The Girl Who Kicked The Hornets’ Nest
Every Guardian reader’s favourite kickboxing, lesbian Goth avenger is back in the third and least of Steig Larsson’s Millennium trilogy, The Girl Who Kicked The Hornets’ Nest. And she’s just as mopey as ever.
Some films are bulletproof. It doesn’t matter how bad the film is, it doesn’t matter what you say about it, people, in their droves, are still going to slap their hard-earned down at the Brothel of Cinematic Delights ticket booth; they’re going to buy a ticket, some industrial-strength cheesy nachos and a bucket of Coke, and they’re going to sacrifice 149 buttock-numbing minutes of their life to see it. There’s a great many things wrong with The Girl Who Kicked The Hornets’ Nest (poorly paced, poorly executed, a distinct lack of hornets or indeed wasps of any stripe…) but let’s face it, if you’ve read the Steig Larsson potboilers and you’ve seen the previous two films, nothing I say is going to put you off seeing it. So let’s stick to the film’s good points. Well, it’s the last in the series (unless Derek Acorah gets in touch with Steig and ghostwrites a few more). And we have David Fincher’s big-budget Hollywood remakes to look forward to. Ok, I’m blank, so much for the good points.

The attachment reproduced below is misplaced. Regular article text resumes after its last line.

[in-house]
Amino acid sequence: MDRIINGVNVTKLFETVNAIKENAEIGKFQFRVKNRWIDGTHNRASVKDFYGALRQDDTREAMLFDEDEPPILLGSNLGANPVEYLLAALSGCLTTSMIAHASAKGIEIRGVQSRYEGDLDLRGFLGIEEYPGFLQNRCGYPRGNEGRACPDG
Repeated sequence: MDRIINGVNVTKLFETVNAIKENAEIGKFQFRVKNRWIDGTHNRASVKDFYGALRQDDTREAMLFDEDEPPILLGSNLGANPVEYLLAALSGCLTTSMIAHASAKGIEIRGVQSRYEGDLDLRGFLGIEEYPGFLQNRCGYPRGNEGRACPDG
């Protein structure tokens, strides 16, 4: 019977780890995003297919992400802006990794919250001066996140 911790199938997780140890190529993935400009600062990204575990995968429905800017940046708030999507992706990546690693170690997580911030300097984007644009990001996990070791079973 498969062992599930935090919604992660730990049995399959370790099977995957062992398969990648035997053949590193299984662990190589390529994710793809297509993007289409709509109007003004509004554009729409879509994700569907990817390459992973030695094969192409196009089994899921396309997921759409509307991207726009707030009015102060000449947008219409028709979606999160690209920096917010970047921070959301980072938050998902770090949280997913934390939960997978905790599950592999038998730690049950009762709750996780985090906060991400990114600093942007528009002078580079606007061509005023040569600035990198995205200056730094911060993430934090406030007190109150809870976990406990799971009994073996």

As indestructible as Michael Myers and twice as taciturn, lesbian Goth avenger Lisbeth Salander (Noomi Rapace) is recovering in hospital from being beaten, repeatedly shot (once in the head!) and buried alive in The Girl Who Played With Fire and is under arrest, charged with attempted murder after taking a hatchet to her evil/KGB agent/white slaver/sex trafficker/criminal mastermind/Bond villain father at the climax of the previous film. As there’s obviously only one hospital in the whole of Sweden, dear old Dad is recovering just down the hall from Lisbeth, plotting his revenge and blackmailing the shadowy network of spies and politicians, “the Section”, who’ve been protecting him for the last 30 years while he was busy being a criminal mastermind. Unsurprisingly, the Section finds the whole blackmail thing a teeny bit ungrateful and despatch a retired spook to assassinate him and his troublesome daughter. When the elderly lone gunman succeeds only in offing Daddy before turning the gun on himself, it’s up to crusading journalist (and the only man who ever turned Lisbeth!), Mikael Blomkvist (Michael Nyqvist) to clear Lisbeth’s name and save her from the conspiracy that’s out to send her back to the funny farm and the dastardly clutches of lip-licking dodgy shrink Dr Teleborian (Anders Ahlbom). Luckily Blomkvist’s sister Annika (Annika Hallin) is a lawyer and, in the best traditions of courtroom drama, despite never having handled a big trial, she’ll give representing Lisbeth her best shot. Meanwhile, in a sub-plot that feels like an afterthought, Lisbeth’s half-brother Niedermann (Micke Spreitz), who can’t feel pain in typically Bond villain fashion, is lurching around the country like Boris Karloff, casually bricking inconsequential characters introduced solely to give him someone to kill while he’s hanging around waiting for the climactic showdown with his wee sister…